Dr Janine Robinson is a conservation scientist with a professional and academic background in conservation biology, endangered species research, ecological monitoring, zoological institutions, conservation social science and wildlife trade policy, research and management. She is a Lecturer in Conservation Science at DICE and is engaged in a number of undergraduate and postgraduate modules, as well as postgraduate supervision, ranging from natural to social sciences. She is also engaged in a range of wildlife trade-related research projects at DICE with Dr David Roberts, including Accessing and valuing novel plant material for the horticultural trade: implications for a legal and equitable wildlife trade. Janine is interested in using novel and interdisciplinary methods to investigate complex issues such as the wildlife trade. 

Dr Robinson completed her PhD in Biodiversity Management at DICE in 2017, funded through a 50th Anniversary PhD scholarship. Her PhD, Supplying the exotic pet trade: conservation and livelihood implications, utilised global analysis of wildlife trade data to explore dynamics of the reptile trade (particularly relating to source countries and origin), social and economic research methods to examine wildlife value chains and associated livelihoods in Madagascar, and specialised questioning techniques to explore factors concerning sustainability of the wildlife trade at the end-user level. Throughout Janine's PhD, she also conducted teaching and seminar duties as a Graduate Teaching Assistant, completed the Associate Training Accreditation Program (ATAP) and is a Fellow of the Higher Education Academy.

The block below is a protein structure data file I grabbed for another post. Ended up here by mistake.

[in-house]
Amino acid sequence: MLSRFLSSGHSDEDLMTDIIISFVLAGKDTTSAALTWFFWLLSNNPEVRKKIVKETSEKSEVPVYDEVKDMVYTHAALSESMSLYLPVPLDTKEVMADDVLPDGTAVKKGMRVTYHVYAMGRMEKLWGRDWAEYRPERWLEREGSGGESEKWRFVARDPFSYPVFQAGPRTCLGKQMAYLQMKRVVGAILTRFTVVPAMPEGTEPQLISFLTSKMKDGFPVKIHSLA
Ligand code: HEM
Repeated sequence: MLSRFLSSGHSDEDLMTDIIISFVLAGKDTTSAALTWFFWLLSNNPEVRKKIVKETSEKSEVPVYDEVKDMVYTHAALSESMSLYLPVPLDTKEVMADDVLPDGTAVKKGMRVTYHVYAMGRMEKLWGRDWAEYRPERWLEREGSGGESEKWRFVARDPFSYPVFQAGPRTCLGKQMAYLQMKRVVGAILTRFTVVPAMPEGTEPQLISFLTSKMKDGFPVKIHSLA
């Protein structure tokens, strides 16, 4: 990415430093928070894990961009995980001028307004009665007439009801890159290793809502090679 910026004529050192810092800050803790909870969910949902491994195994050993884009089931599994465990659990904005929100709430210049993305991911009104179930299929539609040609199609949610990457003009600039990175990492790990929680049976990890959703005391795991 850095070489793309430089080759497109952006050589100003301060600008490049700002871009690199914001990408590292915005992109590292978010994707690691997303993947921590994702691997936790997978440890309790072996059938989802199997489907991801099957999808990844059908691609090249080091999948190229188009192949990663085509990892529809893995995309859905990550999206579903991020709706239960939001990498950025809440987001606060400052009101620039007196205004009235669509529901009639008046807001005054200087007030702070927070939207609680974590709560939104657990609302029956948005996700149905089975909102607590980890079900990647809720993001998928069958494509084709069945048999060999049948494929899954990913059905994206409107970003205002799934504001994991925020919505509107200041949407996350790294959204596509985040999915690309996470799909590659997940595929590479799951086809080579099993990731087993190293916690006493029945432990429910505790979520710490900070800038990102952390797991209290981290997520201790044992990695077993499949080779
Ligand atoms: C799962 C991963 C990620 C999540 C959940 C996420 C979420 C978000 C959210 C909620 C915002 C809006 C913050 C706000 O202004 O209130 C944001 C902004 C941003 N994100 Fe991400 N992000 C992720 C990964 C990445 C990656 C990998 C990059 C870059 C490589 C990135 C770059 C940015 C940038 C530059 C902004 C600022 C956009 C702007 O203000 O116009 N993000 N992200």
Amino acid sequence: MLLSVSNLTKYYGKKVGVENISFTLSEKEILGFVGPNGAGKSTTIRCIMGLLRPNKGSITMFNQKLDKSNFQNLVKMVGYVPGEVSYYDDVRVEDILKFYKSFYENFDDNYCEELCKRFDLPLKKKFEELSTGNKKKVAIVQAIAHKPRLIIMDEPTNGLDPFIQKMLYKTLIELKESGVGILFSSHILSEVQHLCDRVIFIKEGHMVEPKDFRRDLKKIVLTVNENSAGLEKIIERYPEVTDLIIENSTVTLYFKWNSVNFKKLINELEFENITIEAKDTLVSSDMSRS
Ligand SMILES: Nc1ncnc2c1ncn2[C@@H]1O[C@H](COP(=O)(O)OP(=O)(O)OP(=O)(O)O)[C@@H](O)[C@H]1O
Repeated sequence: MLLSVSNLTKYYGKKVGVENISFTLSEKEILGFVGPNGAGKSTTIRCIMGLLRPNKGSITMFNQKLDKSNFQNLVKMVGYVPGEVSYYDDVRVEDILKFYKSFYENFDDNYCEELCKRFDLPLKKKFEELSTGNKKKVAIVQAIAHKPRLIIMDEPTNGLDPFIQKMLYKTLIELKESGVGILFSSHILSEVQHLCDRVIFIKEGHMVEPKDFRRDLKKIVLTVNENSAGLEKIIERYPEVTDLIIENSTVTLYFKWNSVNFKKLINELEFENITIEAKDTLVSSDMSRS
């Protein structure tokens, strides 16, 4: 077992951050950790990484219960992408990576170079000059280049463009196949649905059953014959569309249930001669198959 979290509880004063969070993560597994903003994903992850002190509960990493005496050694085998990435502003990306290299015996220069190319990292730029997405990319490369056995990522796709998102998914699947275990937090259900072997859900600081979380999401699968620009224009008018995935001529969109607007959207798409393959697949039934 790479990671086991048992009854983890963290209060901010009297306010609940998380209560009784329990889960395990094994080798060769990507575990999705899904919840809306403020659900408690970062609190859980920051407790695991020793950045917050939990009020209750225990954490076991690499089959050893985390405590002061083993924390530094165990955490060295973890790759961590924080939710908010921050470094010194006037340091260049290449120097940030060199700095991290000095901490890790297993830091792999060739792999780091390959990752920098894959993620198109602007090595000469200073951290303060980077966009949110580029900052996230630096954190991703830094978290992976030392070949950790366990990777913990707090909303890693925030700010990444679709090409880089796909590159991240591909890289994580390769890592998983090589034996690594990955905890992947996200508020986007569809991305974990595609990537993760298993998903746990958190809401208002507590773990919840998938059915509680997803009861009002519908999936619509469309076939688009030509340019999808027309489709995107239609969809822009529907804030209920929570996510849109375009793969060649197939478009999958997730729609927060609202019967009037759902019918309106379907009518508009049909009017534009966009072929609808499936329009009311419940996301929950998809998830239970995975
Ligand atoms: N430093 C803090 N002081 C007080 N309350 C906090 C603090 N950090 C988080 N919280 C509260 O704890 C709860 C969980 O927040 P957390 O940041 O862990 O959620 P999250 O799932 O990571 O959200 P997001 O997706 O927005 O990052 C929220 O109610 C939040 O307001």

Prior to coming to Kent, Dr Robinson worked for the CITES Scientific Authority at the Joint Nature Conservation Committee and subsequently the British and Irish Association of Zoos and Aquariums, as well as the Royal Society for the Protection of Birds (RSPB). Before this, Janine spent over two years in Tanzania and Madagascar conducting and coordinating field projects, specialising in herpetofauna and bats, and conducted research on the vulnerable Pemba Flying Fox, endemic to Pemba Island, Tanzania. 

Dr Janine Robinson is a member of the Durrell Institute of Conservation and Ecology



  • DI310: Skills for Wildlife Conservation and Management (Convenor)
  • DI510: Global Biodiversity
  • DI521: Saving Endangered Species
  • DI998: Dissertation - Conservation


  • DI871: International Wildlife Trade - Achieving Sustainability


  • Will Hayes: Predicting and navigating future discord between gold mining and other livelihoods in Guyana's rainforest (co-supervisor)
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